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That Cruise Ticket Does A Lot More Than You Think It Does


Now that COVID has thankfully subsided somewhat, many people are taking back to the seas in the form of cruising. If you are injured on a cruise you may think the process of suing is about the same as it would be anywhere else. But that is not the case, thanks largely in part to the terms and conditions that you very likely unknowingly agreed to, when you accepted your cruise ticket.

Shortening Time Periods

One thing your cruise ticket did, is shorten the legal time period that you have to file a lawsuit. In some cases, this can be as little as a year, compared to the four years that you have to file a lawsuit in a standard personal injury case.

On top of that shortened period, there is an even shorter period to abide by, because some cruise tickets have notice periods—that is, if you don’t notify the cruise line within a specified period of time (usually about 6 months), you still can’t sue for your injuries, even if your actual lawsuit was filed in the allowed amount of time.

Where iIll You Sue?

Even if you are able to comply with the terms of the cruise ticket, you now have another problem—the cruise ticket limits where you can sue. In some cases, you may have to sue in an entirely different country. Cruise lines do this to make it harder for you to sue, and so they can choose countries where the laws are more favorable to them.

The cruise ticket may limit liability. While the ticket is not often a blanket hold harmless agreement, it can restrict you to only suing for dangerous conditions the cruise line actually knew about, which of course, eliminates almost all forms of negligence.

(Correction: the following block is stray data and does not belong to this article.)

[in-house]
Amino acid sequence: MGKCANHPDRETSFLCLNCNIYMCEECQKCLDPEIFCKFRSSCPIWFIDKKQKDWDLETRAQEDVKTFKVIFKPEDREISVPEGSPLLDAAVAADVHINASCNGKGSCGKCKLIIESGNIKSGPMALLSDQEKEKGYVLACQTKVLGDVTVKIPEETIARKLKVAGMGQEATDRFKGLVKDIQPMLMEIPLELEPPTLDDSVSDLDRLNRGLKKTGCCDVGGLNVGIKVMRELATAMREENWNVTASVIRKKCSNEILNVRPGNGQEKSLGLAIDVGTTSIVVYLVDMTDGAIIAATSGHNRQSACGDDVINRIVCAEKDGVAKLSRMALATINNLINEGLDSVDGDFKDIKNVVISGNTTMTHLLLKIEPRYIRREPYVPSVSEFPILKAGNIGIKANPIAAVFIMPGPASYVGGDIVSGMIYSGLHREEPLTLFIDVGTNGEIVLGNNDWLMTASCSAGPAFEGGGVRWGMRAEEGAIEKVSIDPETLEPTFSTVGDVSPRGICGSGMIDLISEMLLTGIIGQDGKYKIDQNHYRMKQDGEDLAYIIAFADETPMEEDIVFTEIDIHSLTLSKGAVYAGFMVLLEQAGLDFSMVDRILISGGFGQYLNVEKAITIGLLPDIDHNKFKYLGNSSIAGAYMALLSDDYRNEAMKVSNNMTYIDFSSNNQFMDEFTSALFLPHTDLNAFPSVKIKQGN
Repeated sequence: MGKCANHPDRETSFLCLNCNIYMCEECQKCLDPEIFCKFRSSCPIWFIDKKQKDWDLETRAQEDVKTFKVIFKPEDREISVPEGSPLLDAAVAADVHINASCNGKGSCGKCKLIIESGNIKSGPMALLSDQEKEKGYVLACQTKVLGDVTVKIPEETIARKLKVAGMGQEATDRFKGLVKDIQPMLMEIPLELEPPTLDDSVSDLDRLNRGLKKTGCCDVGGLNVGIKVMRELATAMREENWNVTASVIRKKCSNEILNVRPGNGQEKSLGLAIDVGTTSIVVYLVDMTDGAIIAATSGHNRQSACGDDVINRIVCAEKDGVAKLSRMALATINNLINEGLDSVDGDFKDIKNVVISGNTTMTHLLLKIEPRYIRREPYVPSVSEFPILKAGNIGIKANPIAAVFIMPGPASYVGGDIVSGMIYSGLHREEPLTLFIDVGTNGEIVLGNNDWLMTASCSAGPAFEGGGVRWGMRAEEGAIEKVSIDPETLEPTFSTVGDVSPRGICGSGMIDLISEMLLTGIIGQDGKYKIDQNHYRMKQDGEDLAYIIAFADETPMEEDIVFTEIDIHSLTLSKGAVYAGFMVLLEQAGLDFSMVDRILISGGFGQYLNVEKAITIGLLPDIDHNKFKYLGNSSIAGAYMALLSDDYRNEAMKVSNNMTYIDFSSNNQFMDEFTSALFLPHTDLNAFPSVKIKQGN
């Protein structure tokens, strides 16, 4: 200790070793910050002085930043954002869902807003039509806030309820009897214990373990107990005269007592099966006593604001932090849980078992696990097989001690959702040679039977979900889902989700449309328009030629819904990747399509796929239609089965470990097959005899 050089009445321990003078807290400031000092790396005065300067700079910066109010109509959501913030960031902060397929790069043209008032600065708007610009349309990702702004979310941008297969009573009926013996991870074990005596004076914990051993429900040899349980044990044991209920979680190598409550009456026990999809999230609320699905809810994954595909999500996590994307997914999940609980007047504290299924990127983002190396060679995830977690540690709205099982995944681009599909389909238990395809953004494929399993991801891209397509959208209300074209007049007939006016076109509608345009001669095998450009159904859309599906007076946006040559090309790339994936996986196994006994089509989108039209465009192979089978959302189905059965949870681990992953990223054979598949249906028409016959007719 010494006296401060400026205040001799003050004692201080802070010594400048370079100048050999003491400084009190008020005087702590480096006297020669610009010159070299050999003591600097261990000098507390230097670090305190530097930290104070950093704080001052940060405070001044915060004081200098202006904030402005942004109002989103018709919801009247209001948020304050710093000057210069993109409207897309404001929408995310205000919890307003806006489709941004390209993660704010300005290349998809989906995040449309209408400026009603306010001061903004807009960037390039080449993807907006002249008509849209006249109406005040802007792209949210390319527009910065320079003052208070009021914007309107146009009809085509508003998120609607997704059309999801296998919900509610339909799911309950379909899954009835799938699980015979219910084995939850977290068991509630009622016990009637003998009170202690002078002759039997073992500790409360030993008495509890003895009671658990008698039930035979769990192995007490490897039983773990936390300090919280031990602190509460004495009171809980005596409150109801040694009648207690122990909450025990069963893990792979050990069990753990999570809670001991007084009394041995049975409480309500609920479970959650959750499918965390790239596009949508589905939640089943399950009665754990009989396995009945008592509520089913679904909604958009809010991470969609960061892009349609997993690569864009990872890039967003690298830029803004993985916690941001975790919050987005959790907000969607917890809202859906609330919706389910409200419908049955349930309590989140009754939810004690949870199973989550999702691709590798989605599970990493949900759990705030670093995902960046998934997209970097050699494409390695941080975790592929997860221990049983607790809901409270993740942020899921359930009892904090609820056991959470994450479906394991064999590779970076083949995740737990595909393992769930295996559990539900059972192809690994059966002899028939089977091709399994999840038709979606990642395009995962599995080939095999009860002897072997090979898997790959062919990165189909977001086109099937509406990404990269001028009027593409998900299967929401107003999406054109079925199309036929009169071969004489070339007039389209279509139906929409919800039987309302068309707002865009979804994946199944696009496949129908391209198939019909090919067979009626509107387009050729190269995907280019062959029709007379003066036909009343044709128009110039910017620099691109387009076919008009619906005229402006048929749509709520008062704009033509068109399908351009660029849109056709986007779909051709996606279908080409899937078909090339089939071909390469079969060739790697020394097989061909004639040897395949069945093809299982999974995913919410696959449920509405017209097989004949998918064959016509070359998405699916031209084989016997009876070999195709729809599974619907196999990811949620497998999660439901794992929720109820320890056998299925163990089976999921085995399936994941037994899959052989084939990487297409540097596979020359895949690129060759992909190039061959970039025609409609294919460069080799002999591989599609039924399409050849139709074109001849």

Broad Application

All of these restrictions and limitations don’t just protect the cruise lines, they also may apply to third party contractors. For example, ship doctors who may commit malpractice, or cruise line “excursion” companies that provide side adventures, all often are protected by the restrictive terms of your cruise ticket.

In other cases, the tickets go the other way, and say that the cruise line is specifically not responsible for the actions or errors of these third party contractors or companies. That leaves you to chase a small company, or even an individual, possibly in a foreign country, for compensation.

Hard to Find

Didn’t notice that you hadn’t agreed to all of those things? You’re not alone. There is no federal law or requirement that says that these waivers and restrictions need to be disclosed to you. Some cruise tickets can be literally thousands of words, and these restrictions may be buried in those tickets, in small font, or in difficult to understand language.

Injured on a cruise? Call the West Palm Beach personal injury attorneys at Pike & Lustig today for help with the complexities of cruise line injury cases.




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